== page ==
To differentiate between proper and improper applications of “obvious to try,” O’Farrell set out two classes of situations where “obvious to try” would be erroneously equated with obviousness. In Kubin, the Court stated that the first situation where a finding of obviousness would not be established is where an inventor merely throws “metaphorical darts at a board filled with combinatorial prior art possibilities” without providing any guidance or direction as to which of many possible choices is likely to be successful. Id. According to the Kubin decision, the Supreme Court encapsulated the inverse of this proposition, stating that “where a skilled artisan merely pursues ‘known options’ from a ‘finite number of identified, predictable solutions,’ obviousness under § 103 arises.” Id. (citing KSR, 550 U.S. at 421). The second situation occurs where what was “obvious to try” was to explore a promising new technology, where the prior art gave only general guidance as to the particular form of the claimed invention or how to achieve it. The Federal Circuit reasoned that the Supreme Court affirmed the logical inverse of this statement as well, stating that § 103 bars patentability unless “the improvement is more than the predictable use of prior art elements according to their established functions.” Id. at 15 (quoting KSR, 550 U.S. at 417).

The Federal Circuit then found that the prior art disclosed the protein of interest, a motivation to isolate the gene coding for that protein, and illustrative instructions to use a monoclonal antibody specific to the protein for cloning the gene. The Court held that the record showed that a skilled artisan would have had reasonable expectation of success in deriving the claimed invention in light of the teachings of the prior art.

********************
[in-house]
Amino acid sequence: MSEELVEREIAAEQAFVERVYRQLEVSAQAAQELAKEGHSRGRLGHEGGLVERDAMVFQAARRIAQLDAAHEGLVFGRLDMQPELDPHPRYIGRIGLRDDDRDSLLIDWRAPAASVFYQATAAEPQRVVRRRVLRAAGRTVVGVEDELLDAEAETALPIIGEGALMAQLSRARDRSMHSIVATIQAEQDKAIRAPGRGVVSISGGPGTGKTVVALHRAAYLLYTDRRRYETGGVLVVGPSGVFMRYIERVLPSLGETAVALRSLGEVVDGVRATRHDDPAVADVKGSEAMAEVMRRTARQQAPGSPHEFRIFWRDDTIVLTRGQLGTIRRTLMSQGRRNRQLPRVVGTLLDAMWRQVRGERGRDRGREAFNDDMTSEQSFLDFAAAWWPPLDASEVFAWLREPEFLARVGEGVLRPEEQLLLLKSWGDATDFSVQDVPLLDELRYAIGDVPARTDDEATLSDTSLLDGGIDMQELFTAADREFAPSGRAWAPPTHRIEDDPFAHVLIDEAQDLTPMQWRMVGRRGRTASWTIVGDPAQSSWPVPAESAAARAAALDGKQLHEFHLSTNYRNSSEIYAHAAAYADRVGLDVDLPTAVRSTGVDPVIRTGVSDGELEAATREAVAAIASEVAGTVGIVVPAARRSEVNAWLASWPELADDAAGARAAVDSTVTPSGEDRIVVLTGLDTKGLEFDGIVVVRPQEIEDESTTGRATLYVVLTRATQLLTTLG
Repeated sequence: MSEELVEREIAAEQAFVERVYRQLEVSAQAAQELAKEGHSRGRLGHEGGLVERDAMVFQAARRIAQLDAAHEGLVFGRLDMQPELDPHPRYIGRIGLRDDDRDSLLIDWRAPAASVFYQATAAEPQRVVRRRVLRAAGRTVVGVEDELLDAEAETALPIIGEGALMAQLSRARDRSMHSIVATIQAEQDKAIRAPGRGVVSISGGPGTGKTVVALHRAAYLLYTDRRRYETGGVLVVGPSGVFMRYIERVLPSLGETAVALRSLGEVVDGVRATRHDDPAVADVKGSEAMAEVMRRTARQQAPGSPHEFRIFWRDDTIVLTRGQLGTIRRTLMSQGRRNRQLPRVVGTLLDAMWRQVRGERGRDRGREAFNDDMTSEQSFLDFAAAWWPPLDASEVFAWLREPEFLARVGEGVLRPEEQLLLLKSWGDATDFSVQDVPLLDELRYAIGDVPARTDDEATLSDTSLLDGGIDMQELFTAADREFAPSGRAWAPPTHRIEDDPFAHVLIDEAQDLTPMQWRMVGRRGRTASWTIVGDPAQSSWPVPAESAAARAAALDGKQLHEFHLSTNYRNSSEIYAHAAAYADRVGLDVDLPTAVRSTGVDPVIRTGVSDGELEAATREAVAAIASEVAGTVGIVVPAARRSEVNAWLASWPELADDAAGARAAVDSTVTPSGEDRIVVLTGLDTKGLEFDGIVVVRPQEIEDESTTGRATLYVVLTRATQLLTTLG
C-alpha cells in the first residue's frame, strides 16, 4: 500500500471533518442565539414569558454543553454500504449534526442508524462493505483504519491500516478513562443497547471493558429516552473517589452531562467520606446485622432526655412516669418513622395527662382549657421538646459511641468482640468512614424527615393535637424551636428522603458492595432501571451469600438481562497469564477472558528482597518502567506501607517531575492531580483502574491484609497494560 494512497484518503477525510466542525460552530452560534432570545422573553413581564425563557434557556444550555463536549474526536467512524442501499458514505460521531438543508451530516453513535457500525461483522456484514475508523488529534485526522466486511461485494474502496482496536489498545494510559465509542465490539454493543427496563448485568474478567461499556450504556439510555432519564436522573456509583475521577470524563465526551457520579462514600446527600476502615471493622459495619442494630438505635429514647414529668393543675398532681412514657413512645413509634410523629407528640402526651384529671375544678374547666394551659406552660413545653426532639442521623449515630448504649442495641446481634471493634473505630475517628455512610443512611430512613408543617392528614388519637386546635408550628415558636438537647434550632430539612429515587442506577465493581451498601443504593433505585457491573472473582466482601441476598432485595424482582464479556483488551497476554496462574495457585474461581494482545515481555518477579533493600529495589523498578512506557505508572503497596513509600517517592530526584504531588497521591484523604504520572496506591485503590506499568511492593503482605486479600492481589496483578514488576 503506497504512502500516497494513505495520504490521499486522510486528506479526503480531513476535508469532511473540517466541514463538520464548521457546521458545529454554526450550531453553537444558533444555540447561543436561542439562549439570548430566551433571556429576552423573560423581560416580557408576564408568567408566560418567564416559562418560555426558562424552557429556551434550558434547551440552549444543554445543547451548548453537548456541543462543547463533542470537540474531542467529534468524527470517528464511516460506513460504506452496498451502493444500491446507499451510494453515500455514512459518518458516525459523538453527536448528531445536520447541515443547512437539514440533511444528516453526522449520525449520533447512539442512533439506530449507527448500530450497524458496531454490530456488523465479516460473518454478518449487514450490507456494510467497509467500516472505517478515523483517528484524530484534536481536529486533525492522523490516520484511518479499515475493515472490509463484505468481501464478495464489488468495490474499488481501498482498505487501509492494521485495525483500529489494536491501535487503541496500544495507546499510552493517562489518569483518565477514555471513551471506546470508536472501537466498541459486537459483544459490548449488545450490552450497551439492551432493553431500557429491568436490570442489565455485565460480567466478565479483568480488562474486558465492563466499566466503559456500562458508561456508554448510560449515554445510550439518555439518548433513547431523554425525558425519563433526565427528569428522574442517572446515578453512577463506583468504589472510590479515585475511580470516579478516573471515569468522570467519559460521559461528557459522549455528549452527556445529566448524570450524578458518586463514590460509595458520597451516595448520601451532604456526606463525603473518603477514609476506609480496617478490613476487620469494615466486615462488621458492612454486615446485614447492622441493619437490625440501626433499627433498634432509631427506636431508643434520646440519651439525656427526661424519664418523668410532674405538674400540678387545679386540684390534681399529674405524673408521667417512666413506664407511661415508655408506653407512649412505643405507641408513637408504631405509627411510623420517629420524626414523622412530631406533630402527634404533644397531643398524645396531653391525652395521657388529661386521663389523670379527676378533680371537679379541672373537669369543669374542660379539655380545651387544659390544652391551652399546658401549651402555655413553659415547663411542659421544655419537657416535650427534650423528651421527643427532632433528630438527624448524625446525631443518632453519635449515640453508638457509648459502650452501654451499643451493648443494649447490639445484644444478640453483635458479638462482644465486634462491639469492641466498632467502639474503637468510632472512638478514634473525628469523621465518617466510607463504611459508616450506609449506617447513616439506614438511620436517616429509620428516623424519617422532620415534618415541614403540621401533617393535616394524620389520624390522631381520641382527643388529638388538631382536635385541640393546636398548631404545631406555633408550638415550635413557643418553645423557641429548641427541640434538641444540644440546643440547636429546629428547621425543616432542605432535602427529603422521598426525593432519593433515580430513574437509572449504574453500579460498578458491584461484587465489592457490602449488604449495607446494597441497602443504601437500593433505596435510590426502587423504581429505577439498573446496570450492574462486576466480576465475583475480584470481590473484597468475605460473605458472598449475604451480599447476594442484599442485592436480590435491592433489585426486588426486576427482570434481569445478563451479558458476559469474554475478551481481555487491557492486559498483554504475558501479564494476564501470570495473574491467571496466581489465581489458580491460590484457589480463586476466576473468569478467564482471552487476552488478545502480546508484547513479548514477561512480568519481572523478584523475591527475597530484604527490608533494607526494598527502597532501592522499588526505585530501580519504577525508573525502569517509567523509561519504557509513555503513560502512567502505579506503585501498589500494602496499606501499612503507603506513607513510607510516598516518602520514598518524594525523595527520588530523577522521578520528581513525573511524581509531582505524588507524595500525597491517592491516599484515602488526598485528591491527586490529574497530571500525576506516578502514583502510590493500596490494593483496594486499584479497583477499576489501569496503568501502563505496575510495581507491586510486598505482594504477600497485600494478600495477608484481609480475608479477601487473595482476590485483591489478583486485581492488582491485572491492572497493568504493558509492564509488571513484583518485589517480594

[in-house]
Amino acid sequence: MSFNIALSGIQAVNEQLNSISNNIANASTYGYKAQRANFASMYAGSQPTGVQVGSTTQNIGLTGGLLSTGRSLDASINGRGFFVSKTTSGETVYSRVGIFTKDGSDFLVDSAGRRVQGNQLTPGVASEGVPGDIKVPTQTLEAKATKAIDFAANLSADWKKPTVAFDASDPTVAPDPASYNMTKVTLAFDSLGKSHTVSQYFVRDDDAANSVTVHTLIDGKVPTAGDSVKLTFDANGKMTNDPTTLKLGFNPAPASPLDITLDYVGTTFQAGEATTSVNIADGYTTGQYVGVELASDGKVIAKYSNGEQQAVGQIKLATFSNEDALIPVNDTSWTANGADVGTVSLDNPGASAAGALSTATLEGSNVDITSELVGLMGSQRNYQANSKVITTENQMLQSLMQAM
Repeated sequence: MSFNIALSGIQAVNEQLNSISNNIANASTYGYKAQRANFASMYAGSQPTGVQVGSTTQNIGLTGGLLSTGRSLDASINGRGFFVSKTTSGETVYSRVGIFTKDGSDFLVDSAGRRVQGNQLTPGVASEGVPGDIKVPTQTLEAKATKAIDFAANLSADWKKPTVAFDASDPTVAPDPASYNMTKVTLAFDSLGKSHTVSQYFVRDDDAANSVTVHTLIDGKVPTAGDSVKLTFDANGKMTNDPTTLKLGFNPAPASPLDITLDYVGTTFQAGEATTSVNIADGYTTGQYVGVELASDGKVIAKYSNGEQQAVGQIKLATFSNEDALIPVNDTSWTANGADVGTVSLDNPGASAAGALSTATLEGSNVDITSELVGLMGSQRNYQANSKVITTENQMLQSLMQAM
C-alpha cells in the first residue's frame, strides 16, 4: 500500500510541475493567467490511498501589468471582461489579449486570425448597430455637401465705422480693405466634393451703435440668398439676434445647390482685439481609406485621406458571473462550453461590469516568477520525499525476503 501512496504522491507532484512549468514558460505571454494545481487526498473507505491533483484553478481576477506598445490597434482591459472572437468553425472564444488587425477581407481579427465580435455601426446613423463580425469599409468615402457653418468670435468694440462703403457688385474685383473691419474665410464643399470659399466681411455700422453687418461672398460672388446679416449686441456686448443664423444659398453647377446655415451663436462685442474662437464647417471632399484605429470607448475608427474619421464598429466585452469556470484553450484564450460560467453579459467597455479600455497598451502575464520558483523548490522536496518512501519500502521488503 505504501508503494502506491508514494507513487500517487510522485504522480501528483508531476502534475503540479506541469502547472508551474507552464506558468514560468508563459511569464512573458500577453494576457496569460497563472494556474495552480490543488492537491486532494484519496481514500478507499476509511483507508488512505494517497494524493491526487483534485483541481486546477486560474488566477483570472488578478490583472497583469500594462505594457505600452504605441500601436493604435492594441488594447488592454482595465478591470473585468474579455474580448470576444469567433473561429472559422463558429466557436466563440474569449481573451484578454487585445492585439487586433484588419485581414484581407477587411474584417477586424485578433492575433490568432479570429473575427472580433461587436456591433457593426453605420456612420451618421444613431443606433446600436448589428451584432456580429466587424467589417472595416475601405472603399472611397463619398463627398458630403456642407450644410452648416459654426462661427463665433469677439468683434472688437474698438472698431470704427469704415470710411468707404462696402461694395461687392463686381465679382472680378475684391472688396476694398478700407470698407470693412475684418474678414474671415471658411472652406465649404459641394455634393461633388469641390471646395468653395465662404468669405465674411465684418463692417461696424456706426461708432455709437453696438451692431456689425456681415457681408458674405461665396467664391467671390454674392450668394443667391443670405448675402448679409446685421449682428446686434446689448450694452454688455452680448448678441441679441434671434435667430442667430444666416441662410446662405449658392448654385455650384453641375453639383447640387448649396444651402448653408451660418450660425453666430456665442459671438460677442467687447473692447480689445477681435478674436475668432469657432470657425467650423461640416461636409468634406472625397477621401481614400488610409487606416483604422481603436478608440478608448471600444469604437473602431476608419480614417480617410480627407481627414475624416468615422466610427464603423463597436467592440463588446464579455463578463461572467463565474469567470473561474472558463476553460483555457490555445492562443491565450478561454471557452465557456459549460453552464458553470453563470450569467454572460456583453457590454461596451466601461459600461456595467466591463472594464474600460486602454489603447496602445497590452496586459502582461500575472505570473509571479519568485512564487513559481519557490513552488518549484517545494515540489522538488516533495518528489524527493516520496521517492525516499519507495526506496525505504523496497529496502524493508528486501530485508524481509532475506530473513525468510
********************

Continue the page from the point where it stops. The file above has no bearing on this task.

The Court then noted that it declined to limit KSR to the “predictable arts” (as opposed to the “unpredictable art” of biotechnology). It held that, at any rate, the record showed that one of skill in that advanced art would find the claimed results predictable. Therefore, the Court held that it cannot, “in the face of KSR, cling to formalistic rules for obviousness, customize its legal tests for specific scientific fields in ways that deem entire classes of prior art teachings irrelevant, or discount the significant abilities of artisans of ordinary skill in an advanced area of art.” Id. at 16-17.

Here, the Court noted that because the prior art did not explicitly disclose the amino acid sequence for the NAIL protein or a DNA sequence for the NAIL gene, the invention represented some minor advance in the art. But the Federal Circuit stated that allowing such minor advances to be patentable might stifle further innovation in this field. Thus, the Federal Circuit concluded that the claimed invention was reasonably expected in light of the prior art and was obvious to try.

Having reached its decision on these grounds, the Court did not address the issue of invalidity under 35 U.S.C. § 112, ¶ 1 for lack of written description.

Summary authored by Jeffery P. Langer, Ph.D., Esq.